On the 7th of July 1988 the country woke up to an unfolding tragedy, yet it wasn’t until the evening, sitting down to the nine o’clock news that most of us learned of the enormity of what had happened on the Piper Alpha oil platform.
As Michael Buerk described the scale of the human loss, we watched grainy footage shot from a circling plane, of the arcing column of smoke in the grey sky above the vastness of the North Sea.
As the camera drew in closer to the black plume, we glimpsed for the first time the terrifying violence of the fire itself, dwarfing nearby search and rescue vessels.
For the watching nation it was also the first time we had been confronted by the sheer scale of the UK’s offshore oil and gas sector; an industry that in only a few decades had transformed the city of Aberdeen, driven pioneering feats of British engineering, and helped rebuild the country’s post war balance sheet.
It is a sad irony that the incident which cemented our offshore oil and gas sector into the public’s imagination was also its greatest tragedy.
My generation glimpsing for the first time the lives of the thousands of men who endured months away from their families, doing highly skilled jobs in the harshest of environments.
The Cullen inquiry that followed, and the transformation it catalysed in health and safety is now accepted history.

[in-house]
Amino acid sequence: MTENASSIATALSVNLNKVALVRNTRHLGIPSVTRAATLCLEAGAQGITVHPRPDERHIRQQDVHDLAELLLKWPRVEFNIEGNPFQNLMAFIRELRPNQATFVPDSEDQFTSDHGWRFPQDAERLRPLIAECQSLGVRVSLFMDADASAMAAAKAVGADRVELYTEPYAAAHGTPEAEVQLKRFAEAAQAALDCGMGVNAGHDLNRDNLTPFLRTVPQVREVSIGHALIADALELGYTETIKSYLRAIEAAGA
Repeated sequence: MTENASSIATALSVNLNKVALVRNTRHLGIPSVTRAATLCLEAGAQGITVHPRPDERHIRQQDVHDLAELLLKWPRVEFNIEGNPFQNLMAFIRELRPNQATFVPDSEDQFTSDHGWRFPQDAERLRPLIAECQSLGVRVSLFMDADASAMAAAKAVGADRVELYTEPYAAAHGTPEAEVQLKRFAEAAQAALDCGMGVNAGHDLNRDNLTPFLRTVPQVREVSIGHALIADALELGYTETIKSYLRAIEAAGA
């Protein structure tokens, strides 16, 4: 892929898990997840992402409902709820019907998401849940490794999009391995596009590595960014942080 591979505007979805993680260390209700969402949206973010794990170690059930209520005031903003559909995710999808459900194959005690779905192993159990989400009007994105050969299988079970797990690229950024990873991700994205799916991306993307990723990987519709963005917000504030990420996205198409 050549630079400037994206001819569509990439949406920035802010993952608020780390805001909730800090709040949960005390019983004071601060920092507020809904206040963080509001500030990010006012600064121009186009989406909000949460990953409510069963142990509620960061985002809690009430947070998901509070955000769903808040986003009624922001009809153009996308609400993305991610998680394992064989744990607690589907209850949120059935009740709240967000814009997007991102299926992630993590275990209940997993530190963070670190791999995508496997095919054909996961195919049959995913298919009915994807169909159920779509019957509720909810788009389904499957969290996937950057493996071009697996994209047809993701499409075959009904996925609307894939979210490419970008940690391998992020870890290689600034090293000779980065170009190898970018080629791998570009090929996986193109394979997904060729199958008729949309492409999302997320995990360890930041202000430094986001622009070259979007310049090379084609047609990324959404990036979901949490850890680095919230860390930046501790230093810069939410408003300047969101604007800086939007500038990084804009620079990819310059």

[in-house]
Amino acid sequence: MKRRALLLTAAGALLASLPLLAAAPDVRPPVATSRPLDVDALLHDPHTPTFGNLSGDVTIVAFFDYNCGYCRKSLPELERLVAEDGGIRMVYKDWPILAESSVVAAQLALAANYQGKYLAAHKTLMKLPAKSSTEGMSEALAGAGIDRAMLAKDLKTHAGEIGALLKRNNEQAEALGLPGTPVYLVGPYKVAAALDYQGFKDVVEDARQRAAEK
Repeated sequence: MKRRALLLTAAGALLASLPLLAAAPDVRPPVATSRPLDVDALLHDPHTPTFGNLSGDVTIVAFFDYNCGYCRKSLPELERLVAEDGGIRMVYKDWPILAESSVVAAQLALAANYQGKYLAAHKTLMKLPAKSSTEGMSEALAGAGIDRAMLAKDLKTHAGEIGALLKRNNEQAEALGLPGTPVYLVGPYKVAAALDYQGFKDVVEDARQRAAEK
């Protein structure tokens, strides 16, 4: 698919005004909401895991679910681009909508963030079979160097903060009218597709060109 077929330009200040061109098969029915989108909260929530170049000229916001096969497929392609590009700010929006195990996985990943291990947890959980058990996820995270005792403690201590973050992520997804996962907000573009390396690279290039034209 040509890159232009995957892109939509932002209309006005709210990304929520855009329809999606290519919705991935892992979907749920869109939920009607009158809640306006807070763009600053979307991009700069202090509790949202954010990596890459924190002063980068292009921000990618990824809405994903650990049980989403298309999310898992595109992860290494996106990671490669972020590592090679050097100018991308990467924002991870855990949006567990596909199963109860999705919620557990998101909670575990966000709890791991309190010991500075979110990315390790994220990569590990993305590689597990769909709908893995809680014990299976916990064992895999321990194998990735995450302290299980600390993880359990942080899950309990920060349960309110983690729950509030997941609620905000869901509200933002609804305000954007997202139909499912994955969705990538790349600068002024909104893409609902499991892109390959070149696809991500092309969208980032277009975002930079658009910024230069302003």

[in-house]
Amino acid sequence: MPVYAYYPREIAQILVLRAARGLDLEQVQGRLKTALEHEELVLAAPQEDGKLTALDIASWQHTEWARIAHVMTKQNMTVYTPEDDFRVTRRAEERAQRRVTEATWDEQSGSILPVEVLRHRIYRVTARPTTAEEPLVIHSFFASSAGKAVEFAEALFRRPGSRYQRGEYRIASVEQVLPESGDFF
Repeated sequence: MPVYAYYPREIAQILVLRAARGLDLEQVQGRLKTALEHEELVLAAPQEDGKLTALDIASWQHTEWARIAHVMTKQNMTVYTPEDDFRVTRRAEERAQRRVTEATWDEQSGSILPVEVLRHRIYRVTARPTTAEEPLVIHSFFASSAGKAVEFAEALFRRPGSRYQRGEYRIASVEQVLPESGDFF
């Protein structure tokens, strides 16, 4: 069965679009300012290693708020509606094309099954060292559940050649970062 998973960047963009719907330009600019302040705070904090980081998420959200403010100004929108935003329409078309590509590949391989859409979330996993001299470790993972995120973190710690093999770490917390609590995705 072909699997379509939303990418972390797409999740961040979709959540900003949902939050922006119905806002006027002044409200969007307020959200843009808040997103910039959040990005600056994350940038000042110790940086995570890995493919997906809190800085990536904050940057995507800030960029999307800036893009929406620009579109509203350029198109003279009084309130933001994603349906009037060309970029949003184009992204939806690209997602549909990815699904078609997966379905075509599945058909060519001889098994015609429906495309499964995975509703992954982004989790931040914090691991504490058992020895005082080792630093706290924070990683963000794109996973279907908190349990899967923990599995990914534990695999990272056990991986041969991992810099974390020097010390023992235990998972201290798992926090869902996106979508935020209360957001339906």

Undoubtedly the Piper Alpha disaster drove changes that helped make UK oil and gas the leader it is today, creating a modern, hi-tech sector with one of the best safety records in the world.
But to remember these events through iconic images of fire and parables of lessons learnt is not to properly remember the Piper Alpha tragedy at all.
Instead, we should remember the sacrifice and heroism of the 167 men who died, the survivors, and their rescuers. In the days following the explosions families and friends would get news they would never recover from, and years later survivors remain, some still shattered by physical and mental scars.
So as news anchors once again introduce that chilling footage, groups will be gathering in the Memorial Chapel at St Nicholas in Aberdeen, or near the Sculpture at Hazlehead Park, to remember lost friends, fathers, sons, and brothers.
And we should all turn our thoughts to the community left behind, still grieving thirty years on.
Claire Perry is Minister of State at the Department for Business, Energy and Industrial Strategy